This isn't a wholly new preoccupation for Paul, who has had to prove himself with the evangelical base within the GOP. He's sat for an interview with the Christian Broadcast Network and talked, as always, uncomfortably about his Christian faith; he's embraced the cause of Israel, against which Paul the Elder often voted in the House. (Recently, though, he's also given them a dose of his signature tough love, saying the evangelical community was generally too eager to rush into war.)
His need to prove himself to the traditional, non-libertarian Republican base would seem to explain why he picked up on the Christians-in-Syria trope long before this most recent political crisis in the Middle East. In June, for instance, he banged on this drum at a Faith and Freedom Coalition rally in Washington. "The Senate is attempting to arm the rebel forces in Syria, many of whom are al-Qaida or affiliates," he said. "They do so out of a misguided attempt to stop the violence in Syria. Instead their actions will bring more violence and more persecution of Christians, who have long been protected in Syria."
What's more, he reframed his infamous opposition to foreign aid as standing up not just for American pride, but for Christianity as well. "In Egypt, in Pakistan, they burn our flag—I say not one penny more to countries that burn the American flag," Paul said. "While they burn the American flag and the mobs chant 'Death to America,' more of your money is sent to these haters of Christianity ... It is clear that American taxpayer dollars are being used to enable a war on Christianity in the Middle East, and I believe that must end."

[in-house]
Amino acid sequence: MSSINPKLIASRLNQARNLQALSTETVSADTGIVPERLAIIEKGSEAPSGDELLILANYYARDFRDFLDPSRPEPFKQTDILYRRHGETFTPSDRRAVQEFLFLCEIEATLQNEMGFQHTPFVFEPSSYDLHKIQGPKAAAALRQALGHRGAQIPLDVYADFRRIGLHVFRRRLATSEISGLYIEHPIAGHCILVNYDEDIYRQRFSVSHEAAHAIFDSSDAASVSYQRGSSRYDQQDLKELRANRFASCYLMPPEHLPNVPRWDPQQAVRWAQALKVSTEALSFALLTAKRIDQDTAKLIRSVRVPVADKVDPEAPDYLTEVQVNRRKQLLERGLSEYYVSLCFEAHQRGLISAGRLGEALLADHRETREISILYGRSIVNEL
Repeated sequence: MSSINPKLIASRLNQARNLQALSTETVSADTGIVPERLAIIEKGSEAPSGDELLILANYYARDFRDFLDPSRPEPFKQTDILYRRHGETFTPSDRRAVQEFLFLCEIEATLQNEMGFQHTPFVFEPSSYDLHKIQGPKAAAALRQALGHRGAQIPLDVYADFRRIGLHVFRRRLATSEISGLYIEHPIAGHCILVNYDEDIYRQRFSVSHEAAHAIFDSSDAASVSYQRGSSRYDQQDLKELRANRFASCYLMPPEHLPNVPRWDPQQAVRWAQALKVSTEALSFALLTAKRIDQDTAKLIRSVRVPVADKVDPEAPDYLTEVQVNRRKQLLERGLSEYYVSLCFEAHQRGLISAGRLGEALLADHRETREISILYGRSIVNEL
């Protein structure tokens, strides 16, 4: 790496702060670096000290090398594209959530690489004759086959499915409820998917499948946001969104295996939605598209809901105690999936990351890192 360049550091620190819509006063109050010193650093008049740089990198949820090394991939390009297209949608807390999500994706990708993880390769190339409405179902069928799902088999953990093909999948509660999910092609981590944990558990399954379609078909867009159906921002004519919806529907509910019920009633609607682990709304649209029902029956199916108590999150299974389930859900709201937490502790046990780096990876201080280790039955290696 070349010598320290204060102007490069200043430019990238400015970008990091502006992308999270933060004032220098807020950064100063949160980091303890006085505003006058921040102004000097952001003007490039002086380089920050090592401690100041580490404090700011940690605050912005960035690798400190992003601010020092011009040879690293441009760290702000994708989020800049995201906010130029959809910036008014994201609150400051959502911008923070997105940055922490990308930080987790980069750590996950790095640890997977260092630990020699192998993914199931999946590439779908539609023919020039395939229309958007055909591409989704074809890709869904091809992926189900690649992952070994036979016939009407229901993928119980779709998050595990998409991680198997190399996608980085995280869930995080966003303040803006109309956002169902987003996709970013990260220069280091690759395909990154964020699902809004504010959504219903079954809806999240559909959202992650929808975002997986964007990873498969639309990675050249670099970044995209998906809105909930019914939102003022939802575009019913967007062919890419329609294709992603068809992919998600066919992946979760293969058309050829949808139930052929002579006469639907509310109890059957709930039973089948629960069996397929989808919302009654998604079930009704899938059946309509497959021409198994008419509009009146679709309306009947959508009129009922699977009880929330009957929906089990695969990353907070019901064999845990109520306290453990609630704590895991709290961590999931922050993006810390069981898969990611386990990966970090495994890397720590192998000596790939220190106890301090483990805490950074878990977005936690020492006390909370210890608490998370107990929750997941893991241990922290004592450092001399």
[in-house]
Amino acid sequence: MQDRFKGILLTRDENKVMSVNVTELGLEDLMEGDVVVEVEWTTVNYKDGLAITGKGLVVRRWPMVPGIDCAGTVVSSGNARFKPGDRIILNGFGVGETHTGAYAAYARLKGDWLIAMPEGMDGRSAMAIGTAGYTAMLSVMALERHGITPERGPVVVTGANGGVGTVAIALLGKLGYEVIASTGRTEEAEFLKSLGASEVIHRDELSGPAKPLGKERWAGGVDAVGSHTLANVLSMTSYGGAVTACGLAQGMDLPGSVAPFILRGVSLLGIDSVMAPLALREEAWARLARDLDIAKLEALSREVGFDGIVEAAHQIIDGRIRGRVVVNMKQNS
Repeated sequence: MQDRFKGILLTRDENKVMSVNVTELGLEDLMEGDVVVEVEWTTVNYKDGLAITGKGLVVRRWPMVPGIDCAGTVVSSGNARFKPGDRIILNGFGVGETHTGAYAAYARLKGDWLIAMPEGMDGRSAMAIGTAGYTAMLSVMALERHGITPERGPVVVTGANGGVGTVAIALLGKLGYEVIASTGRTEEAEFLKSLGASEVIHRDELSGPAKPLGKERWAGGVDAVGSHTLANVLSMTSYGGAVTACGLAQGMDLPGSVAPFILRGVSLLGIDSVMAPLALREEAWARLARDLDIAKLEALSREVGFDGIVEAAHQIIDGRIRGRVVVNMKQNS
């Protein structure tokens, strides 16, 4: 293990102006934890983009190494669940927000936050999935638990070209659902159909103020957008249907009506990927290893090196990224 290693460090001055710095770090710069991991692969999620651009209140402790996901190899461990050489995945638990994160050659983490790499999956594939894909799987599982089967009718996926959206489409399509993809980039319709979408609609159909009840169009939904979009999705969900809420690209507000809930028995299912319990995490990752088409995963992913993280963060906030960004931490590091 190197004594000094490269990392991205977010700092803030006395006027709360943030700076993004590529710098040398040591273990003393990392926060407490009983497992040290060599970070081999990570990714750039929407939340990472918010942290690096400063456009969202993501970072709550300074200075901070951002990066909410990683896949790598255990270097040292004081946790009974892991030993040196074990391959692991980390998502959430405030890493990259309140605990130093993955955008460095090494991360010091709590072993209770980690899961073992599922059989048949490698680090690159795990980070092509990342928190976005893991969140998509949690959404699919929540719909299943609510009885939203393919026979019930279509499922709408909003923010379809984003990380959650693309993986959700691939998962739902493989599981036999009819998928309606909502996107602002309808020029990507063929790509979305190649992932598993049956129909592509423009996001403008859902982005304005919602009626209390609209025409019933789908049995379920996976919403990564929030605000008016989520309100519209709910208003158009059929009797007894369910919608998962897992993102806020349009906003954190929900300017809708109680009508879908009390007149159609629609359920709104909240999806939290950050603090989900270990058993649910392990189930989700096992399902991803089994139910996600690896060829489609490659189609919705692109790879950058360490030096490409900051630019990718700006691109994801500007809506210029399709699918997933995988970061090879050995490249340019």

In May, in a guest op-ed for CNN, he wrote:
Empowering Islamic extremists to achieve questionable short-term goals does not serve America's long-term security or interests. Nor does it serve the interests of nearly 2 million Christians in Syria who fear they could suffer the same fate as Iraqi Christians who were abused and expelled from that country as radical Islamic forces gained influence and power.
These Christians are natural allies of the United States, and if we're going to seriously discuss any American interests in Syria, the welfare of these Christians is more important than arming Islamic extremists.
To be fair, the concern for Syria's Christians, is, as I've said, a legitimate one. Christians, Alawites, and Shiites have largely lined up with Assad not for any love for the man, but for fear of those who might replace him. The concern that the armed opposition to Assad is increasingly dominated by jihadis, who are better fighters than your random engineer or taxi driver picking up a Kalashnikov, is a legitimate one. The concern that a prolonged civil war in Syria is making a solution of any kind, political or military, more difficult, and that the two sides are becoming only different shades of repugnant, is a legitimate one. As is the concern that military strikes do not always go smoothly or simply.